Focus on the Big 5 & Get Moving
Get physical. Know your numbers. Eat a rainbow of fresh fruits and vegetables. Oh, and put down that Oreo.

June is Men's Health Month so Cincy asked University Hospital's Dr. Robert Wones for his advice to men on staying healthy.

Start early, Dr. Wones urges. "If you are in your 20s, start now. It will get harder. Just build your workout into a schedule and protect it." If you are past that, even well past it, it's not too late to start walking or cycling and watching what you eat.

Focus on what he calls the "Big Five":

Heart disease
Erectile dysfunction
Sports injury
Prostate and bladder issues

At age 40-45, "Men start to have the experience of someone about their age dropping dead from a heart attack," Dr. Wones says. It's the number one cause of death among men. No need to wait until you drop over. Exercise. Watch your weight.

"A little bit of low-tech health care is appropriate," he says. Know your numbers: cholesterol, blood pressure, body mass index. The Centers for Disease Control suggests men analyze them with the same scrutiny they apply to
batting averages and yards rushed. "There is no way, if your DNA has you programmed for high cholesterol, to overcome that with diet. Ditto on blood pressure." Work with your doctor on the best medicine for you and control the risk factors you can influence.

For men in their 50s, erectile dysfunction is a relatively frequent problem and a major concern. High blood pressure and obesity-related diabetes can be factors. "Good overall health is the way to keep it working," according to the doctor.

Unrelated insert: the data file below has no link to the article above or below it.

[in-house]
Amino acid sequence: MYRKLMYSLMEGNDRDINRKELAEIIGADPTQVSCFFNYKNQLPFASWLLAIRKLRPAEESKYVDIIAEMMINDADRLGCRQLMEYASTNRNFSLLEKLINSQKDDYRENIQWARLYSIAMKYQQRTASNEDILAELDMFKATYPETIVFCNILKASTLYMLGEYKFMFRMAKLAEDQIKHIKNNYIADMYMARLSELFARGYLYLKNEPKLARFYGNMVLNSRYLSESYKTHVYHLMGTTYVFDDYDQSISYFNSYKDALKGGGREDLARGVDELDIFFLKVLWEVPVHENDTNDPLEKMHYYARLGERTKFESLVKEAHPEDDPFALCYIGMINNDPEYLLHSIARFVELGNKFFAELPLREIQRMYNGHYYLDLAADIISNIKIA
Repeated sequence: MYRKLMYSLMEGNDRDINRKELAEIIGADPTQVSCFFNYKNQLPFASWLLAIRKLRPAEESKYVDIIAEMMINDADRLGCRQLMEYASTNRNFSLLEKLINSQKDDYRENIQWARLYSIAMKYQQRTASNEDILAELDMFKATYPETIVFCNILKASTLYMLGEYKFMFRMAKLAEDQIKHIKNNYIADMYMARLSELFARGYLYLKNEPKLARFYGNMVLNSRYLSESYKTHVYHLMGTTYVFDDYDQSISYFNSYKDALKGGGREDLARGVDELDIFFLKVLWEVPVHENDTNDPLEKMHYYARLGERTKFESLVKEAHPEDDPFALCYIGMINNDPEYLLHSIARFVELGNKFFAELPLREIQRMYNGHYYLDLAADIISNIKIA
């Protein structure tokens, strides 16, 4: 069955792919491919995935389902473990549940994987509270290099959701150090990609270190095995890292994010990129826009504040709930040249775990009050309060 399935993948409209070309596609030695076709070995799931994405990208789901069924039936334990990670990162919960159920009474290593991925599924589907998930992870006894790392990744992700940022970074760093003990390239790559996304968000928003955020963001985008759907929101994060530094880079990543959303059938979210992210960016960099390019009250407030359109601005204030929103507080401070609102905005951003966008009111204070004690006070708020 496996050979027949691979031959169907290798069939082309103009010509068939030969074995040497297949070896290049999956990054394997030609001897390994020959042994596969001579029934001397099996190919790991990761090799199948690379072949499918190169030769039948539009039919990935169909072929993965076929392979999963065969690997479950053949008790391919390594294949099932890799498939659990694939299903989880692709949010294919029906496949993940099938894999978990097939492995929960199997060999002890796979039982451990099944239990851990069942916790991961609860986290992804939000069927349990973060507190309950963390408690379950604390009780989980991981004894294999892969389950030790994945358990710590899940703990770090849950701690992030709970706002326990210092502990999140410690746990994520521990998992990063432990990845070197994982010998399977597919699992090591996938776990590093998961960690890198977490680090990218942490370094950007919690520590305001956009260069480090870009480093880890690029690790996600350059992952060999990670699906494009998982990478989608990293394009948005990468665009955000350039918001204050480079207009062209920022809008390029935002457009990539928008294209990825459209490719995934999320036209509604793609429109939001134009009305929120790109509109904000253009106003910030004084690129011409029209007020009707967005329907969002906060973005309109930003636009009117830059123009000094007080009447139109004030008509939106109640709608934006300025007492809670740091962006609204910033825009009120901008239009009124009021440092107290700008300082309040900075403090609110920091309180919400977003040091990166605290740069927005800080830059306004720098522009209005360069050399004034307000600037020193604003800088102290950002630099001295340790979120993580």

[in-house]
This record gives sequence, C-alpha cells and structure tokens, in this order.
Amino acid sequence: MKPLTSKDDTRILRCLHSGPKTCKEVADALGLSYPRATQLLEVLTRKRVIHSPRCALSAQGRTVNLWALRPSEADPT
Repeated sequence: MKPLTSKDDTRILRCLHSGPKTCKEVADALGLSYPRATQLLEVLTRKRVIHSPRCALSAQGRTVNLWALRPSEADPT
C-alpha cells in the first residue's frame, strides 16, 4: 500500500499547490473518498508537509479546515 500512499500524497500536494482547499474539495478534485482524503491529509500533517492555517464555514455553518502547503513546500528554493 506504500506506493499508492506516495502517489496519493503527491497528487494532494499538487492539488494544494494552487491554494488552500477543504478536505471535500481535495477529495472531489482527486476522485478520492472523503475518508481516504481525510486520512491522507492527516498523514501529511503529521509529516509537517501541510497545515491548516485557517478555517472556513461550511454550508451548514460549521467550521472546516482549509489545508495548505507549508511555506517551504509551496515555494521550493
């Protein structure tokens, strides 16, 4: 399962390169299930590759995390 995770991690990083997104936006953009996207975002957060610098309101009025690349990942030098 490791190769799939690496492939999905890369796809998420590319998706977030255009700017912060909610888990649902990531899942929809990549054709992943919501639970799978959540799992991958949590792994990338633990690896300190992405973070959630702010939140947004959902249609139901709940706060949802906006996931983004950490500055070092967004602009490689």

Sports injuries can sideline you at any age. Knee, ankle, and tennis-elbow injuries are common among younger "weekend warriors" who play hard and tough because that's how they've always played "” five years ago. (Well, maybe 10.) Exercise regularly and don't forget proper training, and you are less likely to injure yourself.

You only need to count the TV ads during prime time and sports to realize prostate and bladder issues are almost universal for men as they age. The best course is to maintain your overall health and follow doctor's orders.

"One issue that I don't think that most men would list, but I would, is obesity," Dr. Wones cautions. It's the ubiquitous factor in cardiac health, orthopedics "” including hip and knee issues, high blood pressure, right down the list. Your metabolic rates change at 40. "Even if you used to be able to eat with abandon. You can't do at 45 what you did at 25."